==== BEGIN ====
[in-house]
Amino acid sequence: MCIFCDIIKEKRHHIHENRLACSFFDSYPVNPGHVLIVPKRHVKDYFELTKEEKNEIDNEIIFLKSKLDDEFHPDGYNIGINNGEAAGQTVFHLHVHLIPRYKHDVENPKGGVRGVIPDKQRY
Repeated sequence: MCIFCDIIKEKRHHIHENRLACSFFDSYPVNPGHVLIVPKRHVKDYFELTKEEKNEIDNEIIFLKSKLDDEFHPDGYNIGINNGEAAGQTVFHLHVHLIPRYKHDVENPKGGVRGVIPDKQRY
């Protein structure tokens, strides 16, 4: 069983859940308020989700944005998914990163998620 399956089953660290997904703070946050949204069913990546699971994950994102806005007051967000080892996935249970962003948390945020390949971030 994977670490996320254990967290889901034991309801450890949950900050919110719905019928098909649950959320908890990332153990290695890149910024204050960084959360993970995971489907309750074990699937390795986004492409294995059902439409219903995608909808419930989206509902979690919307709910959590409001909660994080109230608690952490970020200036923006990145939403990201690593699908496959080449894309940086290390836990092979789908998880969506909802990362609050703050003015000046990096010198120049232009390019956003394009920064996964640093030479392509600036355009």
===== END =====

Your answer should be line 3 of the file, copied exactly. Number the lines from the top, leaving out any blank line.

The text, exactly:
Repeated sequence: MCIFCDIIKEKRHHIHENRLACSFFDSYPVNPGHVLIVPKRHVKDYFELTKEEKNEIDNEIIFLKSKLDDEFHPDGYNIGINNGEAAGQTVFHLHVHLIPRYKHDVENPKGGVRGVIPDKQRY